(ARA) - For many Americans, owning a home is the cornerstone of their financial wealth. In fact, building equity in a home, combined with tax advantages offered by both federal and state governments, has driven home ownership to record levels.
However, millions of renters continue to have misconceptions about the home-buying process, often delaying a home purchase by saying "it's too complicated." Buying a home is not as complicated as it may seem. With a thorough understanding of the process, owning a home can be a very real possibility for many renters.
One of the key steps in determining whether you should be a homeowner versus a renter is understanding what happens to the money you pay each month for rent or a mortgage. For example, let's consider a renter with a monthly payment of $600. Over five years, that person will have spent $36,000 on rent. In 10 years, that number rises to $72,000. That would be $72,000 without building any equity, or ownership, in return.
If the same monthly payment were applied to a mortgage, a portion of each month's payment would go toward paying down the principal (the price at which you purchased the home less a down payment), which would allow you to build ownership in the property. In addition, the interest that you pay each month, as well as any property taxes, may be deductible on your federal income taxes -- a tax advantage not available to many renters (consult a tax advisor or the Internal Revenue Service regarding the deductibility of interest).
"What renters often don't realize is that in the long-term, they can't afford to not buy a home, particularly as rent starts to increase in many parts of the country," says Jim Ferriter, executive vice president for GMAC Mortgage.
"Market conditions are very favorable for first-time homebuyers," adds John Bearden, president of GMAC Real Estate. "If you have been thinking about making the move to owning a home versus renting, now is the time to start seriously looking at homes."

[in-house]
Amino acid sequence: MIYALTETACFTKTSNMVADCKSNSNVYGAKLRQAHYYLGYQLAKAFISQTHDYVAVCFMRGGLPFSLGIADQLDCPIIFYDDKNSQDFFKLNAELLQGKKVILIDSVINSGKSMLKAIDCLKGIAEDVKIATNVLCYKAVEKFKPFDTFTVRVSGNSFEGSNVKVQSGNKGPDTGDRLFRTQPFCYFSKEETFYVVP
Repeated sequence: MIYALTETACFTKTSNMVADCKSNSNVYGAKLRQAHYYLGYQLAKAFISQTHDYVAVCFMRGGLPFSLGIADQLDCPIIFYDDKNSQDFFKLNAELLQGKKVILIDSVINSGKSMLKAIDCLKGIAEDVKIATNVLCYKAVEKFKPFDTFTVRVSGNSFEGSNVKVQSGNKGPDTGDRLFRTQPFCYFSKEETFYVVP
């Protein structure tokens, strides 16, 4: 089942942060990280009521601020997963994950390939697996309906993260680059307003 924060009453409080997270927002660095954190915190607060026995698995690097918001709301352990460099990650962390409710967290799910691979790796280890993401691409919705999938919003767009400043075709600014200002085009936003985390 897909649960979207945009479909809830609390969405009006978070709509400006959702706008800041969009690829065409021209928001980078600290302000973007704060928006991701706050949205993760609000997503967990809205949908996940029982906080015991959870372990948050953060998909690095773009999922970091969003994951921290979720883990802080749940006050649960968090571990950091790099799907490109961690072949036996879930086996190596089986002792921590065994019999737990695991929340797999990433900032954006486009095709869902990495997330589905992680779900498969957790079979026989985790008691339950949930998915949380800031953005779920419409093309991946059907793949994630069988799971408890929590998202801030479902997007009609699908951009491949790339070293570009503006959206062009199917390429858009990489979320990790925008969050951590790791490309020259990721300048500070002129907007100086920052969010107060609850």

On the flip side, probably the greatest advantage of renting is the flexibility it offers in terms of moving. Also, the ease of knowing you are not responsible for many repairs that might arise or for the upkeep of a yard is appealing to many people of all ages. Renting is a good step towards homeownership because it helps a person understand the discipline of meeting a monthly obligation, and it can possibly improve a person's credit score when payments are made on time.
If you decide to move forward on the process of buying a home, consider these tips from GMAC Mortgage and GMAC Real Estate:
- Attend a first-time buyer workshop to learn about the home buying and financing process. You can find one in your neighborhood sponsored by a real estate professional, mortgage lender, a non-profit or a government agency such as the Department of Housing and Urban Development.
- Check your credit. Be aware that your credit history may affect the interest rate, and the type of mortgage program for which you may qualify. You may want to work on improving your credit before purchasing a home. There are several services available that will give you access to a free copy of your credit report.
- Find an experienced real estate professional. A real estate agent can be invaluable in helping you through the process of buying your first home. They have resources to find a wide variety of homes for sale and can guide you through the process of making an offer, negotiation, and closing on your new home.
- Get pre-approved for a mortgage. It is one of the best ways to determine how large of a monthly mortgage payment you can afford and will give you an indication of your price range as you shop for homes. You will want a pre-approval letter when you bid on a home, as some sellers may not accept offers from buyers who have not demonstrated some ability to finance the purchase.
"Owning a home is a great opportunity to begin building equity and it can offer numerous other advantages," adds Ferriter. "No one should be intimidated by the process involved with buying a home. Using these tips, you can be in your new home sooner than you think."
For more information and useful online tools on renting versus owning, please go to www.gmacmortgage.com or www.gmacrealestate.com or call (800) 888-GMAC (4622).
Courtesy of ARA Content
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